I’m hiking along the Ropojana Valley, in Prokletije — the so-called “Accursed Mountains”, which make up the rugged borderlands of Montenegro, Albania and Kosovo.
It’s an evocative name but one that fails to do the area justice, since it’s a spectacularly beautiful place — jagged limestone peaks, rolling green pastures, high passes and wonderfully hospitable mountain villages.
The trail I’m following is the Peaks of the Balkans — an epic, 120-mile trek through some of the finest scenery this corner of Europe has to offer. A circular route that almost joins in the middle like a figure-of-eight, it takes around 10 days to walk, with accommodation and meals provided by a scattering of village guesthouses.
Few parts of Europe are so little known, or so little visited.At the head of the valley I pass the bed of an empty lake — fed only by snowmelt, it has a habit of vanishing, phantom-like, without a trace. I leave Montenegro and slip across the unmarked border into Albania, following a path up through forest, to open pasture, then beside a narrow ravine, climbing steadily as the morning cloud gradually dissipates. The trail meanders past a couple of dome-like concrete bunkers — some of the half a million built by the Albanian dictator Enver Hoxha across the country between the Sixties and Eighties — long since abandoned and incongruous in the wilderness.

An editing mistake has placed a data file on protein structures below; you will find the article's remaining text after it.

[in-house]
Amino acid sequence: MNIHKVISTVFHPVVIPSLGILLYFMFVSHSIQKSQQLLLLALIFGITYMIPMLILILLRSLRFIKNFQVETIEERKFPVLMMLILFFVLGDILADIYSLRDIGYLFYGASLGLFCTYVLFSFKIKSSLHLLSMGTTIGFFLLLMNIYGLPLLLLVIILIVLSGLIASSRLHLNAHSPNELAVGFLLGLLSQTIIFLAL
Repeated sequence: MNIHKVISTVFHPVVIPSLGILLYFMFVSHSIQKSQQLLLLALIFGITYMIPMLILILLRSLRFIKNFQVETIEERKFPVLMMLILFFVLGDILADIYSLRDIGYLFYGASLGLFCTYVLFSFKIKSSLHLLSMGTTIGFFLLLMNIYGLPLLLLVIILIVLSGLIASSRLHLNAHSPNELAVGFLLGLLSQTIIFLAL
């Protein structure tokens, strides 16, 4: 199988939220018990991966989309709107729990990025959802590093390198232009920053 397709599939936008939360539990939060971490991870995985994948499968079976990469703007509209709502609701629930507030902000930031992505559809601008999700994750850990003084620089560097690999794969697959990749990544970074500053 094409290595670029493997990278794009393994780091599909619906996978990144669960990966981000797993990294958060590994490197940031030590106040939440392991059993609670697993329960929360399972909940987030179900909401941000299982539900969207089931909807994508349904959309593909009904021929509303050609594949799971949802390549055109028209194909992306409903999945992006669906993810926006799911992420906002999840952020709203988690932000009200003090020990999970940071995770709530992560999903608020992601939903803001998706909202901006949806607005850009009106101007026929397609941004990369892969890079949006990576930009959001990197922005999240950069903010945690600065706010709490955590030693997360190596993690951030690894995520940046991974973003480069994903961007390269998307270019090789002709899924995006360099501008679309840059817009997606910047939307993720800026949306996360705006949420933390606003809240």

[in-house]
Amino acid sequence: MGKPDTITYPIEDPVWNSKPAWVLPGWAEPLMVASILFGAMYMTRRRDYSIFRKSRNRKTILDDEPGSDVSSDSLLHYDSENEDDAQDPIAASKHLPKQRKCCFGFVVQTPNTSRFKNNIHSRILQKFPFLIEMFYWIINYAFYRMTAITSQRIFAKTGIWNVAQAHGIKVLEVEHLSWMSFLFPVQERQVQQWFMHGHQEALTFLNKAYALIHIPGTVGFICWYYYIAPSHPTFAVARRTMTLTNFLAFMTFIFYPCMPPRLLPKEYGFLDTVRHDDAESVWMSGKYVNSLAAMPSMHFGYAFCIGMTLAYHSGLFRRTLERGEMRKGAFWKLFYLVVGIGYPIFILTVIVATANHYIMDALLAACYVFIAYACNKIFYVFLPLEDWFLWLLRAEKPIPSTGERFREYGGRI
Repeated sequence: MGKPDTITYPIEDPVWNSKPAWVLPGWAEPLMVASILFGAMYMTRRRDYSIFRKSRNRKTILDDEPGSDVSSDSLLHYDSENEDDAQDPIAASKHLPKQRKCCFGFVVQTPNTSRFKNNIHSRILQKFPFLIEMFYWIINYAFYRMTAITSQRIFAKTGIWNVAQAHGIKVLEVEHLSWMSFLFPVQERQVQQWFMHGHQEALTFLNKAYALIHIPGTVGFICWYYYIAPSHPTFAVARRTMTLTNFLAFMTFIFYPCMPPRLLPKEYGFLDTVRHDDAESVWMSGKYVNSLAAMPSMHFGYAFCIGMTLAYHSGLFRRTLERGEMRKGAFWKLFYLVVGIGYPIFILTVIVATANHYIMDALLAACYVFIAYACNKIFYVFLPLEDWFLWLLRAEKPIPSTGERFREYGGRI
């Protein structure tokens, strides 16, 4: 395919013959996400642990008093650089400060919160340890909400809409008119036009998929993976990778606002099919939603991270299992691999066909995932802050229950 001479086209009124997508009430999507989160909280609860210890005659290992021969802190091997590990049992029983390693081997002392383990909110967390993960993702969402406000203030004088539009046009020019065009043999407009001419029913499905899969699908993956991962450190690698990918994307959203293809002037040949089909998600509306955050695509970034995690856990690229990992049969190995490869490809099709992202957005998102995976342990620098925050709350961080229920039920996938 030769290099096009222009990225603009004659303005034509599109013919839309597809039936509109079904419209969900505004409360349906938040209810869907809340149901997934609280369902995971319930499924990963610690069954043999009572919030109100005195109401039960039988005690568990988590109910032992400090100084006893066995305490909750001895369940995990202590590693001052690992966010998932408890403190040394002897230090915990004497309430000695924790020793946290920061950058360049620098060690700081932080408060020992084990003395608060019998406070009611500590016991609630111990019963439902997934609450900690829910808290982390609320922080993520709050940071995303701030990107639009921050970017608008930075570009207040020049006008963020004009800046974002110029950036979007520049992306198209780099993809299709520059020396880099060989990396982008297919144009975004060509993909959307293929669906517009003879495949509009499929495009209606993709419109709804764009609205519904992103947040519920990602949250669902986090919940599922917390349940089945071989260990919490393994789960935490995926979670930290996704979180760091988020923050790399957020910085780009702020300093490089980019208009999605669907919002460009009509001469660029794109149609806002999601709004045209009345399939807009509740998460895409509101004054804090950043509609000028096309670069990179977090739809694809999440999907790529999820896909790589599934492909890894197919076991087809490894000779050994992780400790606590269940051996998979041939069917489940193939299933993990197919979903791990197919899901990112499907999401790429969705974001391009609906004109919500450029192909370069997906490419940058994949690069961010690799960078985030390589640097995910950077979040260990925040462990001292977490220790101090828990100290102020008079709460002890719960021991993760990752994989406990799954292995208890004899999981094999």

Four hours after leaving Montenegro’s Ropojana Valley, I reach the 1,707m Peja Pass, overlooking the Theth Valley. The cliffs on my right plummet in a sheer, dizzying leap from nearby Mount Arapit to the valley floor — a vertical drop of 800m — but the path is a broad, well-engineered mule track that zigzags left below a towering rock face.
It’s early evening by the time I reach the remote village of Theth, scattered along the valley floor beside the river, and find my way to the friendly Polia guesthouse. But while there’s something very satisfying about completing a long-distance route such as the Peaks of the Balkans, you don’t need to walk the whole thing — some parts can be done as day walks, or you can create shorter circuits with transfers provided by local travel agencies. Here are three of the best:
From Plav (Montenegro), follow the main route via Theth, Valbona and Dobërdol in Albania but turn north at the Zavoj Pass and descend to Babino Polje and Plav in Montenegro, rather than continuing to Milishevc. This largely misses out on visiting Kosovo.
Time needed: seven days.
The three passes route
Starting in Vusanje (Montenegro), hike up the Ropojana Valley and over the Peja Pass, to Theth (Albania). Cross the Valbona Pass to Valbona, then make for the Prosllopit Pass beside Maja Kolata. From here, you can descend to Vusanje.
Time needed: three days.
Theth waterfall and kula
Theth is worth a day to itself. From the 19th-century church pass the 17th-century tower house (kula), then cross the bridge and follow the left bank of the River Theth before hiking up to the Gunas waterfall, which plunges 30 metres over a cliff into an iridescent green pool.
Time needed: three hours.
Details: Peaks of the Balkans
Ryanair flies from Stansted to Podgorica, from where there are buses to Plav. The Polia in Theth has doubles from £61 B&B. This is a sensitive border area so you need a permit to hike the trail. Get it from a local agency such as Zbulo and Zalaz. Peaks of the Balkanshas route descriptions but some of the information is out of date.
Source: Rudolf Abraham - www.standard.co.uk